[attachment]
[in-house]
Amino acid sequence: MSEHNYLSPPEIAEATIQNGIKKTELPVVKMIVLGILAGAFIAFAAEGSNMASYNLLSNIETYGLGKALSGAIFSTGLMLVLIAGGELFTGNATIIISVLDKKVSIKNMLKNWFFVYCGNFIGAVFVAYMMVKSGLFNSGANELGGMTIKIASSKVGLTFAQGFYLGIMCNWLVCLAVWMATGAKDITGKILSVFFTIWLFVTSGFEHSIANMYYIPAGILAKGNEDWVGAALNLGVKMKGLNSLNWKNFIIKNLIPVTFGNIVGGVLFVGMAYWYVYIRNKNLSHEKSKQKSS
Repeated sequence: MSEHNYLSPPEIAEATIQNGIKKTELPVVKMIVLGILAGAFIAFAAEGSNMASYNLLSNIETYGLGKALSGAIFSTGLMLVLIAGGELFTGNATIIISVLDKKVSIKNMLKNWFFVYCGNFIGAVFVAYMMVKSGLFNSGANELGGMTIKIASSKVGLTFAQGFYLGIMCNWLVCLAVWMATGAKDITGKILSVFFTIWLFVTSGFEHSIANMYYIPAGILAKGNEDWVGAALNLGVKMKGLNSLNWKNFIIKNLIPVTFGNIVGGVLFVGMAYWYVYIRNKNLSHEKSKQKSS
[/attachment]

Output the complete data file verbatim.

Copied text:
[in-house]
Amino acid sequence: MSEHNYLSPPEIAEATIQNGIKKTELPVVKMIVLGILAGAFIAFAAEGSNMASYNLLSNIETYGLGKALSGAIFSTGLMLVLIAGGELFTGNATIIISVLDKKVSIKNMLKNWFFVYCGNFIGAVFVAYMMVKSGLFNSGANELGGMTIKIASSKVGLTFAQGFYLGIMCNWLVCLAVWMATGAKDITGKILSVFFTIWLFVTSGFEHSIANMYYIPAGILAKGNEDWVGAALNLGVKMKGLNSLNWKNFIIKNLIPVTFGNIVGGVLFVGMAYWYVYIRNKNLSHEKSKQKSS
Repeated sequence: MSEHNYLSPPEIAEATIQNGIKKTELPVVKMIVLGILAGAFIAFAAEGSNMASYNLLSNIETYGLGKALSGAIFSTGLMLVLIAGGELFTGNATIIISVLDKKVSIKNMLKNWFFVYCGNFIGAVFVAYMMVKSGLFNSGANELGGMTIKIASSKVGLTFAQGFYLGIMCNWLVCLAVWMATGAKDITGKILSVFFTIWLFVTSGFEHSIANMYYIPAGILAKGNEDWVGAALNLGVKMKGLNSLNWKNFIIKNLIPVTFGNIVGGVLFVGMAYWYVYIRNKNLSHEKSKQKSS